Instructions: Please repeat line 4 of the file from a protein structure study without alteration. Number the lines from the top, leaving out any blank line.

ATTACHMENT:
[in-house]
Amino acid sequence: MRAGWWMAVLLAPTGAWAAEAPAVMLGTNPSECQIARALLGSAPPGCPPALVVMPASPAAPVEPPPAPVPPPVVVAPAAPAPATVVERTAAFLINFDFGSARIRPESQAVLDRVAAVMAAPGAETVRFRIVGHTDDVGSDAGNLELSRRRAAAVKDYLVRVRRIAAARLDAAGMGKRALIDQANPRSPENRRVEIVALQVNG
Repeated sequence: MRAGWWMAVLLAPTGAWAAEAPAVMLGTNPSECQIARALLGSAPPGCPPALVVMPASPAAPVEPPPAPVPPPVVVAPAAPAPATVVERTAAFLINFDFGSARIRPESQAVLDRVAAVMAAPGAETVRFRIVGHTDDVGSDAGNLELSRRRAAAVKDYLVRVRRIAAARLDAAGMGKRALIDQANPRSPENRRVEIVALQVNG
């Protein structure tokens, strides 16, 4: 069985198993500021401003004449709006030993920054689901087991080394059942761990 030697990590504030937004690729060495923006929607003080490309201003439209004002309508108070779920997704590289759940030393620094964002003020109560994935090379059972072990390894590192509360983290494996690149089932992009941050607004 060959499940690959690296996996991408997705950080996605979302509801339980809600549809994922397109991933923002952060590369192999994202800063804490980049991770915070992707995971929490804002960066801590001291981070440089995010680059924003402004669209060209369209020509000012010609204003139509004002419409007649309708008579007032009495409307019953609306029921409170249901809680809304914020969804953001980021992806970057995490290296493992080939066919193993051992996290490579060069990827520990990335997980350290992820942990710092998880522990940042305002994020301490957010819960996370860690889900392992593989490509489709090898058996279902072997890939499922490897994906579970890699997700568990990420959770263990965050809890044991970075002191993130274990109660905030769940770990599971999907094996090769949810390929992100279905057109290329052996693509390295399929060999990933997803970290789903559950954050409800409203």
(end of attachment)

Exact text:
């Protein structure tokens, strides 16, 4: 069985198993500021401003004449709006030993920054689901087991080394059942761990 030697990590504030937004690729060495923006929607003080490309201003439209004002309508108070779920997704590289759940030393620094964002003020109560994935090379059972072990390894590192509360983290494996690149089932992009941050607004 060959499940690959690296996996991408997705950080996605979302509801339980809600549809994922397109991933923002952060590369192999994202800063804490980049991770915070992707995971929490804002960066801590001291981070440089995010680059924003402004669209060209369209020509000012010609204003139509004002419409007649309708008579007032009495409307019953609306029921409170249901809680809304914020969804953001980021992806970057995490290296493992080939066919193993051992996290490579060069990827520990990335997980350290992820942990710092998880522990940042305002994020301490957010819960996370860690889900392992593989490509489709090898058996279902072997890939499922490897994906579970890699997700568990990420959770263990965050809890044991970075002191993130274990109660905030769940770990599971999907094996090769949810390929992100279905057109290329052996693509390295399929060999990933997803970290789903559950954050409800409203």